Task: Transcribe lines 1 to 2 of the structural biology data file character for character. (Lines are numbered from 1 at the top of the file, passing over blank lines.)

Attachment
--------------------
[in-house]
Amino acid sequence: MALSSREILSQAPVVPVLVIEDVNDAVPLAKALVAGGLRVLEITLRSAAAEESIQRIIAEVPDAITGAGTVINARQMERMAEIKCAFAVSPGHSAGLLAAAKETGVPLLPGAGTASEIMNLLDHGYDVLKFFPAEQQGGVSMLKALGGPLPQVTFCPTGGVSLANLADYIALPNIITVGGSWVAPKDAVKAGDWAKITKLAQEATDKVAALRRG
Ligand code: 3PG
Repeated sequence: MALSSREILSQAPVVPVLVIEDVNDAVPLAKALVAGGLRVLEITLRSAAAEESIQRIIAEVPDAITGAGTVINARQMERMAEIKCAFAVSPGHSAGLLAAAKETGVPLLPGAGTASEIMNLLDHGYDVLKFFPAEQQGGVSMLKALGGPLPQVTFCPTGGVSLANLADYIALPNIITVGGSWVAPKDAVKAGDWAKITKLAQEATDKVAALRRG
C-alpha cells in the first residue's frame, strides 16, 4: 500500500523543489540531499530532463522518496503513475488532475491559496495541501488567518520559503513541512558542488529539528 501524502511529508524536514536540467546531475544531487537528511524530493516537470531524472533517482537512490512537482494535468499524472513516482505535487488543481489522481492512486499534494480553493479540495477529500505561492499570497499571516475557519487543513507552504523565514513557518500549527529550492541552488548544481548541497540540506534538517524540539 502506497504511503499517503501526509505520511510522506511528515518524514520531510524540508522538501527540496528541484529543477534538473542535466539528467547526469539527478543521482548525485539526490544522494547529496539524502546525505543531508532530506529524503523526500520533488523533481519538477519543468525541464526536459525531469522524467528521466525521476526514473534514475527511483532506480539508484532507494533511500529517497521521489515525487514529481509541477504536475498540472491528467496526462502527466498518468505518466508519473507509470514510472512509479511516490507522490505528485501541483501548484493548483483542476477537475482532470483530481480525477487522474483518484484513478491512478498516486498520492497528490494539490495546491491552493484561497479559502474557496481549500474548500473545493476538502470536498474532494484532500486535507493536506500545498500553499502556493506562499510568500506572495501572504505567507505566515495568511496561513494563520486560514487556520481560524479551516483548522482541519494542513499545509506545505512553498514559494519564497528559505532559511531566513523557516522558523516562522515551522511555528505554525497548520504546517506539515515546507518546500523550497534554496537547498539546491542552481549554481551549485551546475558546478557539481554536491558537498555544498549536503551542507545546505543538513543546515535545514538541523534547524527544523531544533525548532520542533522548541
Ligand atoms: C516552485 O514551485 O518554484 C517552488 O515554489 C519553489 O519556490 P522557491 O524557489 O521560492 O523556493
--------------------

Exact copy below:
[in-house]
Amino acid sequence: MALSSREILSQAPVVPVLVIEDVNDAVPLAKALVAGGLRVLEITLRSAAAEESIQRIIAEVPDAITGAGTVINARQMERMAEIKCAFAVSPGHSAGLLAAAKETGVPLLPGAGTASEIMNLLDHGYDVLKFFPAEQQGGVSMLKALGGPLPQVTFCPTGGVSLANLADYIALPNIITVGGSWVAPKDAVKAGDWAKITKLAQEATDKVAALRRG